Liberians Face Looming Deportation Deadline as Episcopal Leaders Join Calls for Leniency
By David Paulsen
[Episcopal News Service] Episcopalians are voicing support for thousands of Liberians who face a deadline to leave the United States under a Trump administration policy change. Calls for leniency are particularly strong in Minnesota, which is said to have the largest Liberian immigrant population in the country.
The program is known as Deferred Enforced Departure, or DED, which allows certain groups that lack legal residency status to remain in the United States, typically because conditions in their home countries hinder their return. President Donald Trump chose to end that protection for about 4,000 Liberians, effective March 31, 2019, dismissing concerns about the lingering effects of Liberia’s civil war and an Ebola outbreak there.
“Because of the war, Liberia is not ready to take a large number of returnees,” said the Rev. James Wilson, priest in charge at Holy Trinity Episcopal Church in St. Paul, Minnesota.
Wilson and several members of his congregation are from Liberia. They now are U.S. citizens and aren’t affected directly by the looming end to DED protection, but they and others in the Liberian community of Minnesota have stepped up their advocacy for a change in federal policy because of the trauma that deportations could cause other Liberian families.
“It would bring about family separation,” Wilson said, noting that some Liberians have been establishing roots in the United States for decades and now have children who are U.S. citizens. “Who are they going to stay with? Who’s going to look after them? And this is going to create a kind of community problem.”
Liberia is the only country whose nationals are allowed to remain in the United States under Deferred Enforced Departure, which is authorized at the president’s discretion. This protection is similar to the more common Temporary Protected Status, or TPS, which is an immigration status granted by the Department of Homeland Security to certain people already in the United States who are deemed unable to return to one of a designated list of home countries because of armed conflict, environmental disasters or other dangers.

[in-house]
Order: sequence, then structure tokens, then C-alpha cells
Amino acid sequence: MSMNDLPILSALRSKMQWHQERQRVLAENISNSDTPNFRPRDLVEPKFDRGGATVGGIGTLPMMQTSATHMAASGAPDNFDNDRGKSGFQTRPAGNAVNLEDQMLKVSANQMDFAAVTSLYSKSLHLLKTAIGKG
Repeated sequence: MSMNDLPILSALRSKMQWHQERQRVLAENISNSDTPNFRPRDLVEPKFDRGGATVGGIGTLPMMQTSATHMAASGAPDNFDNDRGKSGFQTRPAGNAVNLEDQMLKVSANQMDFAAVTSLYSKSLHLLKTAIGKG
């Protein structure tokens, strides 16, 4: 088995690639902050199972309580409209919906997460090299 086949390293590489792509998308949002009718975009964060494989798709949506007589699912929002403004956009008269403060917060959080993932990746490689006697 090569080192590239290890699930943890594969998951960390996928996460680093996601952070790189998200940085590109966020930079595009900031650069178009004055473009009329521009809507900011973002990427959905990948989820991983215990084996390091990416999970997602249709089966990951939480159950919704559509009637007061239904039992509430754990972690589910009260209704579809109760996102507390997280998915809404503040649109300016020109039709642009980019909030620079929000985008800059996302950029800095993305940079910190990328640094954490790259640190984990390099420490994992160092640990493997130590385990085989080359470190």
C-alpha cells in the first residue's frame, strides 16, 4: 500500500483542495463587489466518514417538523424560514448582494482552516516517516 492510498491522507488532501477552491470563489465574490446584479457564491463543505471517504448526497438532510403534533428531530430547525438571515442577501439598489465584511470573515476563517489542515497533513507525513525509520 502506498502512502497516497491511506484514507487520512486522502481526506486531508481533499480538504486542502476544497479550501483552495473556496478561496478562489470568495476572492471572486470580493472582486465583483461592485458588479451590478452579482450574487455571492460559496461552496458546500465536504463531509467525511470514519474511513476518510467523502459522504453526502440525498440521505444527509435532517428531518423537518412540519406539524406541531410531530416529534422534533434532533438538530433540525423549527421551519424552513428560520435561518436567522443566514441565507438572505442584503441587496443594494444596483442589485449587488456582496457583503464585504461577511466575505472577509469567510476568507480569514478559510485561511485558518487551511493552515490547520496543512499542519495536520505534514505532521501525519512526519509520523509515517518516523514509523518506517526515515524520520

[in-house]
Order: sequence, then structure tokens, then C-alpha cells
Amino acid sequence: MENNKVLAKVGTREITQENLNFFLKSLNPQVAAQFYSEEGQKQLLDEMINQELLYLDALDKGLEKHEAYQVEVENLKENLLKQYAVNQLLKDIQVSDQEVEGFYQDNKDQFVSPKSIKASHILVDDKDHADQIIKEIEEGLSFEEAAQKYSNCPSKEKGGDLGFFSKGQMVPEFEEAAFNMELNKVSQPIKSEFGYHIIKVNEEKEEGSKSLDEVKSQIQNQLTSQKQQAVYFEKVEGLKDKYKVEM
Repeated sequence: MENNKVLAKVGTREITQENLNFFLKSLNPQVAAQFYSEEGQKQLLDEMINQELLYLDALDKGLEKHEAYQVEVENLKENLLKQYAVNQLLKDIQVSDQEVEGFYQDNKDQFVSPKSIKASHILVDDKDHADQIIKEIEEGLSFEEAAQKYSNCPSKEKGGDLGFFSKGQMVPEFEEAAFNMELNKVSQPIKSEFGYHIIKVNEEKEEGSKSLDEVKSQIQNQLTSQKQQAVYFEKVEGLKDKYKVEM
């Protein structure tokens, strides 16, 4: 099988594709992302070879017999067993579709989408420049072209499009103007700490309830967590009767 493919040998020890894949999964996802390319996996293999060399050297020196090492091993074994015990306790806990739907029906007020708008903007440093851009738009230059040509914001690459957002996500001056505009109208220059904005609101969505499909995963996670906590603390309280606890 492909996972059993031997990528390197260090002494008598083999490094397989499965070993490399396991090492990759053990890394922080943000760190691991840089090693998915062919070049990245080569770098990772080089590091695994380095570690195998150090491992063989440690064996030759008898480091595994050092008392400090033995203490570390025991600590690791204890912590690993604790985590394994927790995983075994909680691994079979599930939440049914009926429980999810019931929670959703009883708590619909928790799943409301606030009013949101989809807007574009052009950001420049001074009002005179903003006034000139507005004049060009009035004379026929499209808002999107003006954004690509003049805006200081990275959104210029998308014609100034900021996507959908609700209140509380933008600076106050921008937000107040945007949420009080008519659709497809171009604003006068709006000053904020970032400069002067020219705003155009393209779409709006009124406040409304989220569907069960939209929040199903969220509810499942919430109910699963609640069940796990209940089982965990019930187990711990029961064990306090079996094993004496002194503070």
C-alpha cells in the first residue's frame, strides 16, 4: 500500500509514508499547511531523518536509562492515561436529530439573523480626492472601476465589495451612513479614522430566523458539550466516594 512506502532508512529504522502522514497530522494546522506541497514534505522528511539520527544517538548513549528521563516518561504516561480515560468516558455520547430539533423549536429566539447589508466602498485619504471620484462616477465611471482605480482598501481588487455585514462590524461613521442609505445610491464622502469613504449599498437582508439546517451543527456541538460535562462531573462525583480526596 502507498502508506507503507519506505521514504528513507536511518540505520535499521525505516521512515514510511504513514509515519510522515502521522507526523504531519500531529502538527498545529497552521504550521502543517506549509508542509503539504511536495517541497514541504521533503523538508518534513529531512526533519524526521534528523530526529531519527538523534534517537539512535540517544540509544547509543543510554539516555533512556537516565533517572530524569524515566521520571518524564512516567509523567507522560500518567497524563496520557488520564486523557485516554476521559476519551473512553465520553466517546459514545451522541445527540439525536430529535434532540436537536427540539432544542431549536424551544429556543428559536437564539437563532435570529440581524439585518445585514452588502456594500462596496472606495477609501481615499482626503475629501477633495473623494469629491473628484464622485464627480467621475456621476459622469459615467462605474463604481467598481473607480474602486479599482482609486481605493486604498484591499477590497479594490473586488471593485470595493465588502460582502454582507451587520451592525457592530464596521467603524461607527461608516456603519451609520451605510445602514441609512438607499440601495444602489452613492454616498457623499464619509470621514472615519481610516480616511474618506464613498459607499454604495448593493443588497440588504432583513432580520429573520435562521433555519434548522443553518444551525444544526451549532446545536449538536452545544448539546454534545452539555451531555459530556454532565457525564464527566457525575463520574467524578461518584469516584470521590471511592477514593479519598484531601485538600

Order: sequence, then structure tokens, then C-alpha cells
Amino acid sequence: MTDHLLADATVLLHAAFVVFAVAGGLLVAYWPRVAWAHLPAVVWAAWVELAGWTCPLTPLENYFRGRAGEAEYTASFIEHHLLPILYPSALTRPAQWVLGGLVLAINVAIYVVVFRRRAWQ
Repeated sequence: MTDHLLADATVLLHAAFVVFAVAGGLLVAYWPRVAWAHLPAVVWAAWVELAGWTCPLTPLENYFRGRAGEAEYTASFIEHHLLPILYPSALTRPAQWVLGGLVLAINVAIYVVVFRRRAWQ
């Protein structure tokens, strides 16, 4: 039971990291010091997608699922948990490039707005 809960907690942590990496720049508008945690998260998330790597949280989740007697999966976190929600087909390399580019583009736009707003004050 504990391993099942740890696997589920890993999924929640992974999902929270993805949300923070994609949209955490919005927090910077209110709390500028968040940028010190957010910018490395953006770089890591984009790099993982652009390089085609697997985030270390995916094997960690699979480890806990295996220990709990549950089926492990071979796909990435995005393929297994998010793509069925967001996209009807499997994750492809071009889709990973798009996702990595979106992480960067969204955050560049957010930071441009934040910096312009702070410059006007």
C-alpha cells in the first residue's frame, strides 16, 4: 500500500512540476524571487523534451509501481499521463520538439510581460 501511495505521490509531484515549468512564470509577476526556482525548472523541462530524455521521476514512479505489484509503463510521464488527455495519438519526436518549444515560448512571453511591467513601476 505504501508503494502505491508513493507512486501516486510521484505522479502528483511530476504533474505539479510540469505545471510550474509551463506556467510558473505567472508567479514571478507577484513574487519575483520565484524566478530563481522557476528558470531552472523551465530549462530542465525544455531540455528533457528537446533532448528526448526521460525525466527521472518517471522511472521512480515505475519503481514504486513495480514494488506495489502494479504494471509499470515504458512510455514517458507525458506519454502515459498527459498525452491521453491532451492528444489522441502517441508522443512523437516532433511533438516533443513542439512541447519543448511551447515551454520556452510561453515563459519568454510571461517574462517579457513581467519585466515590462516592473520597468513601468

Ten countries currently are on the TPS list, though the Trump administration has tried to eliminate that protection for hundreds of thousands of people from El Salvador, Haiti, Nicaragua and Sudan, among others. Those TPS terminations are on hold while they are being contested in federal court.
“The Episcopal Church supports the Dream and Promise Act, which would offer long-term protections and a pathway to citizenship for DED recipients, TPS holders, and Dreamers,” Lacy Broemel, a policy adviser for the church’s Office of Government Relations, said in an email. The church’s Episcopal Public Policy Network issued a policy alert this week asking members to contact lawmakers and voice support for that legislation.
“The decision to terminate DED will have lasting impacts on local communities and families,” Broemel said. “DED recipients who are valued members of local communities should have an opportunity to seek permanent status rather than being forced to return to countries they may have left decades prior.”
The Episcopal Church has historical ties with the Episcopal Church of Liberia, which was a diocese of the U.S.-based church until it became part of the Anglican Province of West Africa in 1980. In 2010, Presiding Bishop Katharine Jefferts Schori traveled to Liberia for a weeklong visit. The Episcopal Church continues to support the Episcopal Church of Liberia financially based on a decades-old covenant between the two churches.
UBE Juneteenth Celebration
June 8, 2019
PARISH NOTES: WEEK OF April 14, 2019
Save The Date – Women’s Retreat
Join us for the St. Augustine's Fall Women's Retreat -- October 19, 2019. A daylong spiritual retreat for all women of the parish. Details to follow. Hosted by ECW. Questions? Call: Sandy De Shields. 510-547-6528 or Susan Ginsky 510-710-8579
All women of the church are invited.
ECW will meet on Sunday, April 4th immediately following service.
St. Augustine’s Free Lending Library
We need donations of books. Any genre. Children, youth, or adult. About half of the initial supply of 50 donated books are now on loan to our church members. Please speak to Phyllis or Susan if you have questions and bring the books to one of us to be stamped before they go on the rack. 📚📚📚
Notes from the Garden by Marilyn Wall
The garden committee is planting flowering plants to brighten up the garden for Easter. If you would like to help contact Marilyn at 651-235-3334
Food Pantry Support Items Of The Week
Columbarium at St Augustine's
Many have expressed the idea that a Columbarium be placed in the Memorial Garden which is to the left side of the church. A Columbarium is a wall which has niches in which the funeral urns of a loved one can be placed. If you would like to be part of the committee to plan this effort, please see Fr. Thornell or call the office and leave your name.
THIS WEEK AT ST. AUGUSTINE’S – APRIL 14, 2019
Hear us, Lord; For your mercy is great.
We thank you, Lord, for all the blessings of this life.
We will exalt you, O God our King; and praise your Name forever and ever.